EL: The growth of a local market for contemporary art in Nigeria is due to the strength of its economy, and the advent of a local collectors’ base, but there was a vibrant and long-established history of Nigerian contemporary art prior to this. This history is rooted in movements such as natural synthesis and the legacy of Zaria Art School, but also Yaba School, Nsukka School and with leading figures such as Aina Onabolu, Yusuf Grillo, Ben Enwonwu, Uche Okeke or Bruce Onobrakpeya. Now there is a new generation of artists emerging, many of whom we work with at the gallery: ruby onyinyechi amanze, Abraham Oghobase and Andrew Esiebo and many, many more.
VS: Which other regions do you feel are producing particularly interesting work?
EL: It’s difficult to think about some regions being more interesting than others – our approach is individualist - but some regions may benefit from specific conditions that can be conducive to a healthy contemporary art scene, and the art educational system is often its spinal cord. We’ve started working with several artists from Angola this year – Délio Jasse and Francisco Vidal, who both feed a great deal on the recent phenomenal changes in Luanda. We also work with two artists from Zimbabwe, both of whom studied and worked in Harare at the same time: Gareth Nyandoro and Virginia Chihota. They have greatly benefited from rigorous artistic training in Zimbabwe, which has definitely influenced their practices.
VS: What role do you feel that really high-profile curators – such as Okwui Enwezor, who advised on the Making Africa show - have played in driving this new wave of interest in African art?
EL: A huge role: if it was not for the pioneering work of people such as Enwezor, Bisi Silva, Simon Njami and Koyo Kouoh, many of the artists now exhibiting on an international platform might not have had that opportunity. There is also a new generation of young writers and curators – many of whom have contributed to our programme at the gallery - who are expanding the conversation in new, exciting directions: Zoe Whitley, Osei Bonsu, Christine Eyene, Julia Grosse, Yvette Mutumba, Elvira Dyangani Ose, Yasmina Reggad, Louisa Babari, Pascale Obolo, Élise Atangana, Yves Chatap … I’m forgetting a million people, but what is exciting is this plurality of perspectives. There are more and more critical voices in the field, and that is a healthy development.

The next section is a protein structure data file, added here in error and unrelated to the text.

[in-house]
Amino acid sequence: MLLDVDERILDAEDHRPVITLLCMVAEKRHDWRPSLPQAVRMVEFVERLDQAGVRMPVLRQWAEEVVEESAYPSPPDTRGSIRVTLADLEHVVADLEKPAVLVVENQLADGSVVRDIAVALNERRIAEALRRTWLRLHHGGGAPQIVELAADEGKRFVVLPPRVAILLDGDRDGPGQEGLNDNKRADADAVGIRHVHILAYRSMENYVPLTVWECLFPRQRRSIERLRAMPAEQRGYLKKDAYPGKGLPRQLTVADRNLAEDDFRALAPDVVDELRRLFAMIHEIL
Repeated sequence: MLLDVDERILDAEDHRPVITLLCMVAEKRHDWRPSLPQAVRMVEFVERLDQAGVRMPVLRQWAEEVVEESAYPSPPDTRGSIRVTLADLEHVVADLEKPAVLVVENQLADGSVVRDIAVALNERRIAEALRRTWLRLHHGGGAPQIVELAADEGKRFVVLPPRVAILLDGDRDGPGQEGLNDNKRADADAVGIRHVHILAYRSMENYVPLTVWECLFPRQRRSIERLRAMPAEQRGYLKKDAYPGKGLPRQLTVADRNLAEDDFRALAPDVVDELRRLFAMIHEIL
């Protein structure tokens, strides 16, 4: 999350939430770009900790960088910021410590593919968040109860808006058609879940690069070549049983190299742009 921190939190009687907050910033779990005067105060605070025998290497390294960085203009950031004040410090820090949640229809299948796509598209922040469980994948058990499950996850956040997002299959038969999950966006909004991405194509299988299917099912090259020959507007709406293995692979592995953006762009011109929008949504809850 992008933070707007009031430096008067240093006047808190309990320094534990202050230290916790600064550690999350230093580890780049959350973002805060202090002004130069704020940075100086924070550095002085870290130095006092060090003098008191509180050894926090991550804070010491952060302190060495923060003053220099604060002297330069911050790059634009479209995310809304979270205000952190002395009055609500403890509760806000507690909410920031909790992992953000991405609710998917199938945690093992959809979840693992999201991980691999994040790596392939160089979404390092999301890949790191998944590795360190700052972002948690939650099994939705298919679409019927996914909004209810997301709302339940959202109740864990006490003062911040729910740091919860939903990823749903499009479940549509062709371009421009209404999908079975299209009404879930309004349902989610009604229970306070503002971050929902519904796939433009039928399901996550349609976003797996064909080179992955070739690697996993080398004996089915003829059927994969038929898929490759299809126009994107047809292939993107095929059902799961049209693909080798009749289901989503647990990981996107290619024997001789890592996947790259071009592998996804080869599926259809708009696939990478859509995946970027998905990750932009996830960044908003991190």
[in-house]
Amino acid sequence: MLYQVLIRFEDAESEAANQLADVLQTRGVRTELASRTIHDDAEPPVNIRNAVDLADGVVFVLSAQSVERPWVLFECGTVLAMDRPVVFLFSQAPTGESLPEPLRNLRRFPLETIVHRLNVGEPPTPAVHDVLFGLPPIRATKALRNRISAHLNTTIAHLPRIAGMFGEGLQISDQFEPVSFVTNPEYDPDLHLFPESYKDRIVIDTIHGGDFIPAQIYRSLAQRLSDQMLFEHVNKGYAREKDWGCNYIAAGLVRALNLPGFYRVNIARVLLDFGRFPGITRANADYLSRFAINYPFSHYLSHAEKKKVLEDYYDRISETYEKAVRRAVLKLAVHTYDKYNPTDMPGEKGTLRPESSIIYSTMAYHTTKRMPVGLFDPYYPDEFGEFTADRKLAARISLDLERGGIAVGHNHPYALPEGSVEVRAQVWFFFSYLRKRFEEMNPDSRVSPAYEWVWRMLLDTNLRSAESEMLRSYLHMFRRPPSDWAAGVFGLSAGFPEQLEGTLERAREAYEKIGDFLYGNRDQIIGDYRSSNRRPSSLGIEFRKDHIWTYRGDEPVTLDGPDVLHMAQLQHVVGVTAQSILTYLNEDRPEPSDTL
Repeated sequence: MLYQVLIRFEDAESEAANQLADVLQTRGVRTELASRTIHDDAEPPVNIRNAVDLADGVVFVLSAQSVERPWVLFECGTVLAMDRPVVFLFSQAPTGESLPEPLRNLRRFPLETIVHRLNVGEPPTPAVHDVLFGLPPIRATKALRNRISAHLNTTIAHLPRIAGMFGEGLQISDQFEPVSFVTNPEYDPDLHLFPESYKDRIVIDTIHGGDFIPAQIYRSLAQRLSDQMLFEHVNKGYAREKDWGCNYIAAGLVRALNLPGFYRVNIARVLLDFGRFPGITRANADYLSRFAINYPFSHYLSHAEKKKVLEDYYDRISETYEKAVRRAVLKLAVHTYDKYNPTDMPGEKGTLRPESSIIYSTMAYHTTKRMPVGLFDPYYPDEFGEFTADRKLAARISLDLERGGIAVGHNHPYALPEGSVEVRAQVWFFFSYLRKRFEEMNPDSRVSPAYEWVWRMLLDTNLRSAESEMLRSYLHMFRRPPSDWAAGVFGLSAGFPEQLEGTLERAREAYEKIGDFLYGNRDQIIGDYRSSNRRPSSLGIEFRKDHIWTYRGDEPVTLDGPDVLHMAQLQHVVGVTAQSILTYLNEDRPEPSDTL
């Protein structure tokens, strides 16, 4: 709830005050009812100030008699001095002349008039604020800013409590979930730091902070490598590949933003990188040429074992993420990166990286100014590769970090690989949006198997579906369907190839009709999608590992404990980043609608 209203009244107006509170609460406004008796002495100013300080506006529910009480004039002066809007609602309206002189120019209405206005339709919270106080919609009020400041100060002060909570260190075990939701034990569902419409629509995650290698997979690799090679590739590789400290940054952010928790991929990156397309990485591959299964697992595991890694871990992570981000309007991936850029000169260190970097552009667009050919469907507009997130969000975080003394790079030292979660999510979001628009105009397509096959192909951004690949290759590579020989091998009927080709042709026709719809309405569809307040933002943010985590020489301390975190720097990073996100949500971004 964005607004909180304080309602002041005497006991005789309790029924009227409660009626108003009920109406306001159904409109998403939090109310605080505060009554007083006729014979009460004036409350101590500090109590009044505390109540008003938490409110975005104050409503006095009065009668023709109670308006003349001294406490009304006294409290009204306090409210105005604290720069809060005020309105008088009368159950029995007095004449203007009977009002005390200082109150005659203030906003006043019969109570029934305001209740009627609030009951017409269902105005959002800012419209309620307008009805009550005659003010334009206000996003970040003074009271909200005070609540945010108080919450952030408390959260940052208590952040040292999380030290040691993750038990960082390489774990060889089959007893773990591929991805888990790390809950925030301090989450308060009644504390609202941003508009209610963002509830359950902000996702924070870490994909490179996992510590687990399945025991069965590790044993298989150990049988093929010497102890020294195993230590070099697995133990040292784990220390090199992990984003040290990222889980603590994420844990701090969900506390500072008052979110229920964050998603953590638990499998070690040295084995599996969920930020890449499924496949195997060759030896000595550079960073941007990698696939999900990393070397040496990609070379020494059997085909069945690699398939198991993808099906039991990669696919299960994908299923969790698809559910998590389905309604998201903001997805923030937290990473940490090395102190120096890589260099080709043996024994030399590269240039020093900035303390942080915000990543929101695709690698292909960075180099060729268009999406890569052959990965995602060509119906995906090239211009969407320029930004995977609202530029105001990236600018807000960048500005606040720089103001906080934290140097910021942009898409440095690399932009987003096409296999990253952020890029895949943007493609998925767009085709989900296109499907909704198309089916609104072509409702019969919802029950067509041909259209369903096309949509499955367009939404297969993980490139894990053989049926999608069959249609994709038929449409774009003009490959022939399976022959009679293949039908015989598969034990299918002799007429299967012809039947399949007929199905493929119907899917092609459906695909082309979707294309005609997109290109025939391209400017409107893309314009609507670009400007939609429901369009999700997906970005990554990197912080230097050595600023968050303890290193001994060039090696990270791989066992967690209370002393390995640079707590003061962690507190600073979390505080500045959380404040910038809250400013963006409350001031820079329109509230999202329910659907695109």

VS: In Making Africa, the resourcefulness in the use of materials – all materials, including those normally regarded as refuse and waste – was exhilarating, especially from a design and architectural perspective. Yet Enwezor makes it very clear that he wants to move on from this story of waste and recycling.
EL: That’s another European obsession with African art: the recycling trope, the artist-maker-designer. I think there’s been a disproportionate representation of such practices in European exhibitions. As much as it is true to say that boundaries between art, craft and design are much more fluid in Africa (and I can see much potential in extending this idea to the fields of design and architecture here), I think this trope plays into the stereotype of the self-taught artist who has a quasi-mystical connection with materials. It disturbs me. At the gallery, we are interested in supporting other ideas.
VS: Would you say that the work emerging from Africa now, as the market takes off, is perhaps fresher, thanks to having flourished for decades outside the toxic atmosphere of art-world hype and inflationary pricing?
EL: If anything, we’re right in the middle of the hype. I find that the market is taking on a disproportionate role in the African art scene, with galleries and auction-type exhibitions proliferating at quite a fast pace compared with non-commercial forums. That’s a worry. We cannot let the market be the main force shaping the scene, and more critical, non-commercial forums are actively needed.
VS: With more major exhibitions focusing on art from Africa looming, such as the Armory Show’s Focus in New York (3-6 March 2016), how would you like to see the curatorial or critical approach evolve in the next 12 months?
EL: I’d like to see more international exhibitions including artists from Africa without necessarily having to be about Africa or African art. We need more global exhibitions that tie meaningful, conceptual links between the artistic production in Africa and elsewhere. More south-to-south exhibitions would be interesting, without always having to involve European or American partners.
VS: In terms of Tiwani Contemporary’s own programme, what exhibitions, artists and events are you hoping will evolve the conversations around art from Africa and its diaspora in 2016?
EL: The gallery is growing fast and several new artists have joined our books in the past few months, so 2016 will be mostly dedicated to them, with first UK solo exhibitions for Robel Temesgen, Gareth Nyandoro, Pamela Phatsimo Sunstrum and Dawit L Petros in the first half of the year. And we will continue to run our public programme of talks and publications that provide much needed context and critical thinking for the work that we and our artists do.